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Jordan Mixson: #ibelieveinMOCA for fueling my creativity

November 11, 2016 // by Denise M. Reagan

MOCA Jacksonville attracts some of the most creative people in Jacksonville who come to the Museum to find inspiration. Jordan Mixson is one of them. You'll often find him snapping photos of himself with the artwork for his entertaining Instagram account called The Sockateur.

Throughout the end of the year, we're asking people to share why they support MOCA.
 

#ibelieveinMOCA because it makes me feel super creative from MOCA Jacksonville on Vimeo.

Tell us a little bit about you.

I was born and raised right here in Jacksonville, Florida. I work in the Medicare industry and I am a professional violinist who does freelance performances. For fun, I like to capture images of the budding local scene as a mobile photographer and share my own fashion sense as The Sockateur on Instagram.

#ibelieveinMOCA because …

it makes me feel super creative. As a leading example of promoting fine art, MOCA is a staple of the cultural identity of Jacksonville.

ibelieveinMOCA The Sockateur
Images from Jordan Mixson's Instagram account The Sockateur.

Why do you support MOCA?

I support MOCA because it has always been a valued resource of connecting with the local community and being exposed to current forms of art displayed by local and national artists. To understand my art as a musician and a creative, I also need to open my mind to other forms of art and stay informed and be inspired.

Why do you think MOCA is important to the community?

MOCA is a window into helping us understand the social context and many different perspectives of our modern world. Art is necessary in understanding our own humanity and seeing new forms of creativity that challenges and expands our own sensibilities.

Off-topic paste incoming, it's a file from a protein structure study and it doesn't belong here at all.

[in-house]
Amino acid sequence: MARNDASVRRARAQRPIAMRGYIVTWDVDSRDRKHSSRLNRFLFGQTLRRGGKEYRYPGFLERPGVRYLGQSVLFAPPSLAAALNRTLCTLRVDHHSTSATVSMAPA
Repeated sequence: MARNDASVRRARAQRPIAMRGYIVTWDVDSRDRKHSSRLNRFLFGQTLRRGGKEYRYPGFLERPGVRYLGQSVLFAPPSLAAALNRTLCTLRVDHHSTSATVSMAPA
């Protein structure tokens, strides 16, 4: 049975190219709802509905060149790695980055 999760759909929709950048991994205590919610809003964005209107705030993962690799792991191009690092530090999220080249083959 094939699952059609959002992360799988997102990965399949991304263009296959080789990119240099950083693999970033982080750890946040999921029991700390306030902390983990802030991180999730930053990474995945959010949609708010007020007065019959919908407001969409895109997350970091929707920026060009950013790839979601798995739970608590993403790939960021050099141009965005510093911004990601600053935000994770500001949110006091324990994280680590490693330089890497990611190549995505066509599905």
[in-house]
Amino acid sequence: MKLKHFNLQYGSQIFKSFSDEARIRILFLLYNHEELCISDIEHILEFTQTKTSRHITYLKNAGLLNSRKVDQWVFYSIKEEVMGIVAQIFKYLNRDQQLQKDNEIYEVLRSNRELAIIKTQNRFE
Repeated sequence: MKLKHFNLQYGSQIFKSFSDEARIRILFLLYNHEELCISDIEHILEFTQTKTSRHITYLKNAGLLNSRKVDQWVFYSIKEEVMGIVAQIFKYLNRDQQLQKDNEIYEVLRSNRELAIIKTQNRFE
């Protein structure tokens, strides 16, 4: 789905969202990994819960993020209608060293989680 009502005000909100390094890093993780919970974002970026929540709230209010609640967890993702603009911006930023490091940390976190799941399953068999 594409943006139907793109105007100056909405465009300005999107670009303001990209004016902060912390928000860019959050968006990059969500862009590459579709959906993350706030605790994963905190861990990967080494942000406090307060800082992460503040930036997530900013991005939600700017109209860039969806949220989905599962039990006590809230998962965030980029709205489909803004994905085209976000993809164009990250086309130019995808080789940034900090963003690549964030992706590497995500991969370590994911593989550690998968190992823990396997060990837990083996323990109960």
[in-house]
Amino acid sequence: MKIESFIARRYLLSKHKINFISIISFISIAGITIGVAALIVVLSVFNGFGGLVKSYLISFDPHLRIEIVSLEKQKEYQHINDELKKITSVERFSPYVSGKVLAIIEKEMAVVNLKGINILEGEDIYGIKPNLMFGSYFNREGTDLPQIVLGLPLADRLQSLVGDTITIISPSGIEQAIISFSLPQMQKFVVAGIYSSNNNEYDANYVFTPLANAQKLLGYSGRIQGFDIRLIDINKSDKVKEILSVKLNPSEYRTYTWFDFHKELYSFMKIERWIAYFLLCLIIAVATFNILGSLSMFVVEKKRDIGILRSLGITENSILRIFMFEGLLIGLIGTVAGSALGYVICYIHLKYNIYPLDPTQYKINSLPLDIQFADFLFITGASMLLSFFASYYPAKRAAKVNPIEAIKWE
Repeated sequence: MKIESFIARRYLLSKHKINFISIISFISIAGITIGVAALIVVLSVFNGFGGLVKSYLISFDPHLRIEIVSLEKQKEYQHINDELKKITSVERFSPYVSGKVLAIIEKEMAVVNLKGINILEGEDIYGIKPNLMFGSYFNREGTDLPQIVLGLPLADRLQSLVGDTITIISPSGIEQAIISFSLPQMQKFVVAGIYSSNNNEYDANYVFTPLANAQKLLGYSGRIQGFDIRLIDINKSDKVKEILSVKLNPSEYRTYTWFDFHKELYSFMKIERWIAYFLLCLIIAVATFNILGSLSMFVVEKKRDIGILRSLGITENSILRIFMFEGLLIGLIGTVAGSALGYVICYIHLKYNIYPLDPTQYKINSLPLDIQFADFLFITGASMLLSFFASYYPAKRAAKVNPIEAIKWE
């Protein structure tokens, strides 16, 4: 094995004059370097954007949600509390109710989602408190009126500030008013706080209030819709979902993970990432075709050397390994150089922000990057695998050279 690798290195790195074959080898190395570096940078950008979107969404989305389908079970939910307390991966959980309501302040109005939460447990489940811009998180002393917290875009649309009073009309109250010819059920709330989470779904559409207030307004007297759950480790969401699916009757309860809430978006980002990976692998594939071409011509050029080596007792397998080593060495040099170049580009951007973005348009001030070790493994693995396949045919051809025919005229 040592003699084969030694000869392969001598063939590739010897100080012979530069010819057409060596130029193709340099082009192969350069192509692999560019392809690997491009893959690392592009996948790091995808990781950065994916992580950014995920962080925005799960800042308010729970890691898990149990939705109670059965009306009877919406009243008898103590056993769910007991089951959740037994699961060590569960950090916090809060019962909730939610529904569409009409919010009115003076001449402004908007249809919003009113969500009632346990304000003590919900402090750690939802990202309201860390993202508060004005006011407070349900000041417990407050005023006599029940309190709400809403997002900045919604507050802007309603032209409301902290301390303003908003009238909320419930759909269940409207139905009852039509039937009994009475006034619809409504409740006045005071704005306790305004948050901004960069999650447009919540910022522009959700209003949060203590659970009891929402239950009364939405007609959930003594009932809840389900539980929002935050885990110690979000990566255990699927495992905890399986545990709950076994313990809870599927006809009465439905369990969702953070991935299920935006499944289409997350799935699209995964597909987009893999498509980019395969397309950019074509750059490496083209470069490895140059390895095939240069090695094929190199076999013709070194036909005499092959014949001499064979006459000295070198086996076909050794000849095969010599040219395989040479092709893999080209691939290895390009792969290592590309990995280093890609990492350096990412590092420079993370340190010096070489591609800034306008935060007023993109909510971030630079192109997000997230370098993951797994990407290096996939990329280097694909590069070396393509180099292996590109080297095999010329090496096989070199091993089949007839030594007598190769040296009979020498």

What did you do last time you were at MOCA?

I went to see the Project Atrium exhibition Fish Tales by Ian Johnston. It was blast to see a  hanging display of shopping carts and industrial material woven into one giant sculpture in a way I didn't think was possible!

ibelieveinMOCA Jordan Mixson Jumps
Jordan Mixson jumps for a photograph in Jensen Hande's studio. Image courtesy of Denise M. Reagan.
IbelieveinMOCA Jordan Mixson on Toes
Image courtesy of Denise M. Reagan.
ibelieveinMOCA Jordan Mixson Faces Front
Image courtesy of Denise M. Reagan.

What are some of your favorite MOCA exhibitions or artworks and why?

I loved the Smoke and Mirrors and Cargomobilities exhibitions. I'm always drawn to how artists can play with our visual senses and trick the mind to see more than one thing in the Smoke and Mirrors exhibition. I also love the use of brilliant colors that can draw in anybody and provide a sense of wonder and whimsy displayed in Cargomobilities.

Why would you tell your friends to support MOCA?

I would tell my friends that MOCA has so much to offer. It continues to provide and share different forms of art media that appeal to all ages. For my friends who love food, it satisfies  the culinary experience with NOLA MOCA. For my friends who are music lovers, I especially love the fact MOCA supports local music and promotes contemporary music performed by fine local musicians right here in Jacksonville.

We need your help

Please make a donation to MOCA Jacksonville, then share why #ibelieveinMOCA on your social media pages. Are you a member? Join MOCA and receive valuable perks while supporting access to the arts for everyone. 

IbelieveinMOCA Joelle Dietrick Cargomobilities
© Joelle Dietrick, Cargomobilities, 2015. Paint and Terylene fabric with adhesive, 40 x 60 feet. Site-specific installation at MOCA Jacksonville. Artwork mage courtesy of Doug Eng.
Video: Creative direction and portrait image courtesy of Jensen Hande Studios. Photo illustration courtesy of Andrew Fallon.

About the artwork

In Cargomobilities, Tallahassee-based painter Joelle Dietrick produced a multilayered Project Atrium mural of paint and adhesive fabric to present a visual commentary about the interconnectedness of macro economies and micro systems. Fascinated with geolocation data for cargo ships and shipping containers, the artist employs a glitch art aesthetic that allows her to analyze, recode, manipulate, and visualize data into a pulsating scene of cranes, cargo ships, and houses.

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